How to Practice Gratitude with Your Kids

November is a month to be cognizant of practicing gratitude. While we all know this is something we should exercise all year long, life often gets busy, and well, we forget. So, with the holidays catapulting us into our busiest season yet, it’s important to try to be mindful of all of our blessings in life. So, here at Mid-Michigan Moms, we are encouraging you to take part in a 30-day challenge using the hashtag #thankfulmittenmama giving our readers {and contributors} the opportunity to give thanks every day during the month of  November.

My goal is to give you some ideas to get your kids on the thankful train, too.

Grateful kids are happier kids.

As a mom of two, I find that this is even more important as we head into the spoiling season. My kids are the only grandkids on my family’s side. They get beyond spoiled during Christmas {sigh}, but I do my darndest to ensure that they don’t become ungrateful. I’ll be honest, the mountain is steep, but it’s a climb I’m willing to hike despite all of the boulders that seem to get in our way. So, here are some ideas that you and your family can practice this November {and all year long} to teach your children how to exercise thankfulness.

  1. A Gratitude Jar: Simply grab a jar or a vase and place it in a central place in your house—a place your family regularly convenes together. We place ours in the center of our dinner table. So, your family members take turns stating {and writing if your child is able} what they’re thankful for and dropping it into the jar. Encourage creativity and have fun with it, even if they’re thankful for Daniel Tiger.
  2. A Thankful Chain: Cut long strips of construction paper about 1-2 inches thick. Kids can help you cut. Each day, family members can write down one thing they are thankful for on one of the strips. From here, you staple the strips together to make a circle and then staple them together, making a chain. You can place the chain anywhere in your house: streaming on the fireplace mantle, in the kitchen, in the doorway, and more. Kids, especially preschool-aged, love watching the chain grow.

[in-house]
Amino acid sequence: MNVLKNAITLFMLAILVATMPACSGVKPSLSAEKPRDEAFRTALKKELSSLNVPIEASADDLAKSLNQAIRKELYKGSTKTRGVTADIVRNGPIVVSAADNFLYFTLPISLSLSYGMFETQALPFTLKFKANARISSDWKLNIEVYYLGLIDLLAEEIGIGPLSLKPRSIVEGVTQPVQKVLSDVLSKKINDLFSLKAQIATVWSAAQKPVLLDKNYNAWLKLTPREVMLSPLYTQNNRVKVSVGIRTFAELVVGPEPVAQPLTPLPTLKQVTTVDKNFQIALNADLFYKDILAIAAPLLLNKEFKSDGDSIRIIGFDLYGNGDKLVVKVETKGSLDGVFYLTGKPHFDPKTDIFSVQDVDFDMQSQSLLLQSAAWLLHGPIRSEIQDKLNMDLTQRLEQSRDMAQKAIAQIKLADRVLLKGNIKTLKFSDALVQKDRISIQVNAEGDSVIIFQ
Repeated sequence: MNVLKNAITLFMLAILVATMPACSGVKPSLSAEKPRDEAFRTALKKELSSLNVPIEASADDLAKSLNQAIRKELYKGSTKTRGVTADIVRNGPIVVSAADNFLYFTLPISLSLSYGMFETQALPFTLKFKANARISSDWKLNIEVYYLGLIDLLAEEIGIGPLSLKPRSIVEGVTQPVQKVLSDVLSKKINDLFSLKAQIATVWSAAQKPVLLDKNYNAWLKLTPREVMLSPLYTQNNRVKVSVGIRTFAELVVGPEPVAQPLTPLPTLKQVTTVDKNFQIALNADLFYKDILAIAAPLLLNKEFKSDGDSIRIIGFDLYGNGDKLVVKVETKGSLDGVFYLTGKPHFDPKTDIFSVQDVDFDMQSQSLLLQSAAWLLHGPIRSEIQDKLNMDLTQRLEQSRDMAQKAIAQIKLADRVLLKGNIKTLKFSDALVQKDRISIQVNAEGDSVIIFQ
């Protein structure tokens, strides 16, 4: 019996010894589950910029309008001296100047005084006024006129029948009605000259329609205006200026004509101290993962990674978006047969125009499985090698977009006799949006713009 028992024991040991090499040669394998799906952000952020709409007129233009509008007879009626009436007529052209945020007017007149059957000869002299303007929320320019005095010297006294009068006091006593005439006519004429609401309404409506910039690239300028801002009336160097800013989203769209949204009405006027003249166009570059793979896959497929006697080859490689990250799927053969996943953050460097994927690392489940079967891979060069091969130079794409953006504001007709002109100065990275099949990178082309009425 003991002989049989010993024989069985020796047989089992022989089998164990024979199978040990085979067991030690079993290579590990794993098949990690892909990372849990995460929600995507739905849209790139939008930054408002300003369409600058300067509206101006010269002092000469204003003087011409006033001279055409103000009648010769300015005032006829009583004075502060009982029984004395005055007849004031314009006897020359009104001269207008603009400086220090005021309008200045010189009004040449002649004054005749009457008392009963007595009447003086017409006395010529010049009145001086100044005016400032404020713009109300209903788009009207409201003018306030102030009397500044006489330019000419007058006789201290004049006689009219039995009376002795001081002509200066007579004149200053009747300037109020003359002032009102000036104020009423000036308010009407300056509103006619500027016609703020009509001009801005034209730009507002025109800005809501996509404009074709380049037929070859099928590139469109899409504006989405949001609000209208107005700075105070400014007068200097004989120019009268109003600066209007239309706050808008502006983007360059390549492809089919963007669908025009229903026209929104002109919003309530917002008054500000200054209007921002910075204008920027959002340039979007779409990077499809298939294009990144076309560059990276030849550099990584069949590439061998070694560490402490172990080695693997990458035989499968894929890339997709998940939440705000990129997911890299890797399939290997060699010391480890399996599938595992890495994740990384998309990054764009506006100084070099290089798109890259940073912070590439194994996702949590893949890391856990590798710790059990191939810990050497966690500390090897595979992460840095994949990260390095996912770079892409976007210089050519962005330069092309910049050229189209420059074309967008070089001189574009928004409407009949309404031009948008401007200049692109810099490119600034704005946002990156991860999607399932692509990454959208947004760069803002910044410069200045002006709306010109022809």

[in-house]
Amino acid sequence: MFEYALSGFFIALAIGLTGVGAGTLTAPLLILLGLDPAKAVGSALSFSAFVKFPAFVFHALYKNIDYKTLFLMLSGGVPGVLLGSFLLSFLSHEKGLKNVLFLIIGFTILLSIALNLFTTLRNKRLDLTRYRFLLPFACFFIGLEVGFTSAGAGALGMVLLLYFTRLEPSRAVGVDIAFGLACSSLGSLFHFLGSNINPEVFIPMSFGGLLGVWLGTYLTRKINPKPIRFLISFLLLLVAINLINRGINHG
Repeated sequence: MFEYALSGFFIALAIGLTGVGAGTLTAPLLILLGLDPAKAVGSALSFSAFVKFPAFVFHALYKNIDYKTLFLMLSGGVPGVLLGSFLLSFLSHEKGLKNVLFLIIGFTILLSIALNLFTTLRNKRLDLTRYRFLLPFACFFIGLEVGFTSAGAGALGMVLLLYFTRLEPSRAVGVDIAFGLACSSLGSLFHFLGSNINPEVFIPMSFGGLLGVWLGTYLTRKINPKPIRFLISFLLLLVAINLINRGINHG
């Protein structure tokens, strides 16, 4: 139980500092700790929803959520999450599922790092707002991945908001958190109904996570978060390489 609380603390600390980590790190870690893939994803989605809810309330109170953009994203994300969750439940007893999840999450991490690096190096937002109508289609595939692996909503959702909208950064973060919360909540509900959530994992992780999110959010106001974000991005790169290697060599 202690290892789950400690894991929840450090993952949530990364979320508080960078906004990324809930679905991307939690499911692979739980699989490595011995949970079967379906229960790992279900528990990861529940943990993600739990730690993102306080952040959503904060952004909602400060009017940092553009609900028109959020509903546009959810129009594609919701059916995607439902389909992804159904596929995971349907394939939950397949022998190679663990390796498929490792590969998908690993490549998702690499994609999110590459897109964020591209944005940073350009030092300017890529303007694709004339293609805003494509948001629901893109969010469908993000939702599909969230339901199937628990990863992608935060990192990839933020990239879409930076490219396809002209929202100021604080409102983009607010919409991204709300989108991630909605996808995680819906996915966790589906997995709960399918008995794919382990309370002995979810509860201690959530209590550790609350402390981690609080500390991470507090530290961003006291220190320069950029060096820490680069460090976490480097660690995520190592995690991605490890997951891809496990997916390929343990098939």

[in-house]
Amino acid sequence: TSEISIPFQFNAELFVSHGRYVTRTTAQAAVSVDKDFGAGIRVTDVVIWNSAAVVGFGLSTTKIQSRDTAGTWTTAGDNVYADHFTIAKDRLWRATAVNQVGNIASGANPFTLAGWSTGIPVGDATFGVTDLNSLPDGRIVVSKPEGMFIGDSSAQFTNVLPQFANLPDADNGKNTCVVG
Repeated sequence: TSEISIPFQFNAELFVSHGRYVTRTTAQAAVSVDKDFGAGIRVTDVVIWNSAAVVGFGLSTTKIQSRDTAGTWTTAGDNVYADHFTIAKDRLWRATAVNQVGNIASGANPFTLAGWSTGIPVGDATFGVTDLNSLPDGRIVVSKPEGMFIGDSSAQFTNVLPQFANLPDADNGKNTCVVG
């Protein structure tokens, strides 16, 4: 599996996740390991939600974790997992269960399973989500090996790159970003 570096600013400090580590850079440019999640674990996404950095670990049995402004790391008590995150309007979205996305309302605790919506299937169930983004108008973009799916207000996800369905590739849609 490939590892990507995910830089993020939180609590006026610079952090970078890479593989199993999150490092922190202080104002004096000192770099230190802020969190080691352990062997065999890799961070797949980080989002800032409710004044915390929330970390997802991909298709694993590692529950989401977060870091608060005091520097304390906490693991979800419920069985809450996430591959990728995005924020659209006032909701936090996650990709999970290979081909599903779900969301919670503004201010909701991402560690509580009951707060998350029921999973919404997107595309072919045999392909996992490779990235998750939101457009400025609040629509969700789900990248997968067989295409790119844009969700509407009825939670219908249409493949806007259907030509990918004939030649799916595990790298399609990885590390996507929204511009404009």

3. Sticky Notes on Doors: This one is the easiest. Just grab some sticky notes {or if you’re really crafty, you can cut out leaves to match your fall decor}. Each day, choose a different family member. Let’s say the first day your family chooses Little Sister. On her day, everyone will write down one thing they are thankful for about Little Sister and stick it on her bedroom door. By the end of the month, each door should have many sticky notes boosting everyone’s self-esteem and gratitude.
  4. Gratitude Wreath: This one is for the crafty moms and kids. Trace some leaves on construction paper and have your children cut them out. Next, cut a circle out of a paper plate or poster board and then cut the middle out so it looks like a wreath. Each child could do their own or you could have one large wreath for the entire family—either works just fine. Each day, write down something you’re thankful for onto a leaf and glue or tape the leaf onto the wreath. By the end of the month, you’ll have a gratitude wreath showcasing all that your family is grateful for. Now, what could be more beautiful than that?
  5. Gratitude Tree: This one is similar to the wreath. For this craft, simply cut out smaller leaves and draw or paint a large tree on a poster board. So, instead of pasting leaves onto a wreath, you’ll use a tree. At the start of the month, your tree will be bare, with no leaves on the branches. But by the end of the month, leaves will cover the tree showing all of your family’s gratitude.

I hope one of these ideas works for your family. Let us know! Post pictures of your family exercising gratitude and then type #thankfulmittenmama. We can’t wait to hear from you.

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